I won’t lie, the end of Daylight Saving (DLS) for parents kind of sucks. Babies can’t read clocks, after all, and there is no snooze button built into their internal clocks!
The good news is that it’s super easy to adjust, and only takes a few days. Just think of it like a one-hour time zone change–like a trip to the Midwest (but with a baby who doesn’t get the joys of sleeping in).
Here’s the deal: If your baby usually wakes up at 6am, after DLS (November 5, 2017), she will probably wake up at 5am for a few days. I know, I know, that’s really early, but fear not–it will change!
Here are a few things you can do to make the transition easier:
First, understand that your baby’s body clock will take a few days to adjust. She will wake up on her body clock time for a few days, no matter what time you put her to bed.
From there, you have some options:
The Standard Logic: Most people will suggest that you adjust your baby’s bedtime later for a few days before DLS, by pushing bedtime 15-30 minutes later each day. Following that logic, if her bedtime is usually 7pm, your goal would be to stretch her until 8pm (which will be 7pm on November 5). This strategy can work really well for older and more adaptable babies who can easily tolerate a later bedtime. However, babies under 5 months are usually done for the day by 7pm, so stretching to an 8pm bedtime might be really stressful for all of you. And, she will probably still wake up at 5am for a few days anyway.
What I recommend: Wait until November 5. Know that morning will come earlier than usual (if your baby usually wakes at 7am, the clock will read 6am, because that’s the correct wake up time for your baby’s internal clock!). Keep that in mind when timing naps–they’re going to come a little bit earlier today.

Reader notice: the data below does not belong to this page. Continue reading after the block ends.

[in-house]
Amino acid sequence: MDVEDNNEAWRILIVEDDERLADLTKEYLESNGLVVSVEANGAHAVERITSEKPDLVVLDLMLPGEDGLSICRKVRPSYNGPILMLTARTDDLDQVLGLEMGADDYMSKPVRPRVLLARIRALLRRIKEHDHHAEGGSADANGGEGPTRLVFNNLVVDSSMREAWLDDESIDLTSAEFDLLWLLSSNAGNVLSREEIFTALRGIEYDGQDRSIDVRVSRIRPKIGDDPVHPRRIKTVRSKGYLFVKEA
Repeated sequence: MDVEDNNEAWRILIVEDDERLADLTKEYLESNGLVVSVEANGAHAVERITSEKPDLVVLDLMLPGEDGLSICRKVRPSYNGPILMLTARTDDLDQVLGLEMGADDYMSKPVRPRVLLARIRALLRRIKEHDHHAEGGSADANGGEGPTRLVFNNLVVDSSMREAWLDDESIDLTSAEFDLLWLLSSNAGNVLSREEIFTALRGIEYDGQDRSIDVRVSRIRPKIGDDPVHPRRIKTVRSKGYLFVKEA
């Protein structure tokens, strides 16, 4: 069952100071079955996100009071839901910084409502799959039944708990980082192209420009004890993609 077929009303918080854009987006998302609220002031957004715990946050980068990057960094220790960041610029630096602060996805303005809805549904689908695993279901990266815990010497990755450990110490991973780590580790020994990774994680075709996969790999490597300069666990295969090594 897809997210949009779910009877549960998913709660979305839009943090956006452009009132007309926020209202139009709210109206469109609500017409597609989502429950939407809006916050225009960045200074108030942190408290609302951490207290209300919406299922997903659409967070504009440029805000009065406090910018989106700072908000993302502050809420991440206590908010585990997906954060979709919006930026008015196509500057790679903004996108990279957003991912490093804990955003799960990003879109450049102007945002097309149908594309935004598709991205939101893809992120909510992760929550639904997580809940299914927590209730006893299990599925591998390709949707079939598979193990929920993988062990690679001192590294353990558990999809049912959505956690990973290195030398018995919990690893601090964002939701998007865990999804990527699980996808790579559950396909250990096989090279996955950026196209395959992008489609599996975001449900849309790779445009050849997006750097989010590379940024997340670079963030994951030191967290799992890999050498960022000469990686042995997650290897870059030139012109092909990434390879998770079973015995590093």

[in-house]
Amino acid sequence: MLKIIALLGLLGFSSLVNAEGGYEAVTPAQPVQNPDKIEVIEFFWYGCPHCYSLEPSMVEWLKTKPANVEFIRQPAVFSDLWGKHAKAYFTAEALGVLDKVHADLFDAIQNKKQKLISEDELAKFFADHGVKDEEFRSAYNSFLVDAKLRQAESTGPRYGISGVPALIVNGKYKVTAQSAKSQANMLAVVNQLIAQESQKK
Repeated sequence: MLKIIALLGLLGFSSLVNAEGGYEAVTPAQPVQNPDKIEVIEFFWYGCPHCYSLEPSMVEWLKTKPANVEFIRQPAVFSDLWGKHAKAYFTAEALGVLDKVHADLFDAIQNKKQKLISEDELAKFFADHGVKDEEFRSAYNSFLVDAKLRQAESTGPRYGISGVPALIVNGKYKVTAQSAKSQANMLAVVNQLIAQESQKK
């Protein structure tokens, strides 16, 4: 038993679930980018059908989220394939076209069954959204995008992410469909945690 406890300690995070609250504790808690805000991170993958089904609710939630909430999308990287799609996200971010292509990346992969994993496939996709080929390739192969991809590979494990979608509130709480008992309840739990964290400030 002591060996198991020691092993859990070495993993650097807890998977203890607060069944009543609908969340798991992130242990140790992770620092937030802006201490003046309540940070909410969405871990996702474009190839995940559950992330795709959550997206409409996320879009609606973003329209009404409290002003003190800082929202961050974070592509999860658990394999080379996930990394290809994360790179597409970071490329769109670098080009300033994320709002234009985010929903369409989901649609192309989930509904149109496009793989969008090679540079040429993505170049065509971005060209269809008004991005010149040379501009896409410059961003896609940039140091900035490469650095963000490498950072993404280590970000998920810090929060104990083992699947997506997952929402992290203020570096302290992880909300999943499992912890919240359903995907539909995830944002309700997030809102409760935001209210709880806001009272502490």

Throughout the day, try to stretch the length of time between naps by 15-20 minutes longer than you usually would, so that you can push bedtime a little later for the next few days*:
Example: Normal wake up for your 4-month-old is 7am. On Sunday, the clock will read 6am. If her morning nap is usually two hours after she wakes up (around 9am), she will be tired at 8am on the new time. Try to stretch it to 8:15-8:30am if you can, and keep doing that for all naps throughout the day. From there, stretch the day incrementally for a few days until her body clock and the new time zone meet!
*Caveat: If you’re sleep training during DLS, especially if you have a baby under 5 months, don’t try to stretch the time between sleeps too much. In fact, it’s probably better to work with her body clock for the first day or two, then once she’s sleeping through the night and feeling more rested, then you can start adjusting her schedule and stretching the days out a little longer.
Another strategy for newborns who are more flexible and not yet in a predictable schedule is to add a short extra nap around 5pm, and just them down at 8pm on Sunday. They will still wake up early for a few days, but they’ll make up the sleep during the days and it will be totally uneventful. Pinky swear!
Natalie Nevares is the founder of Mommywise, a company whose mission is to help parents with babies sleep, feel happy, rested, balanced and connected as couples, and have an identity beyond baby. To learn more, visit mommywise.com!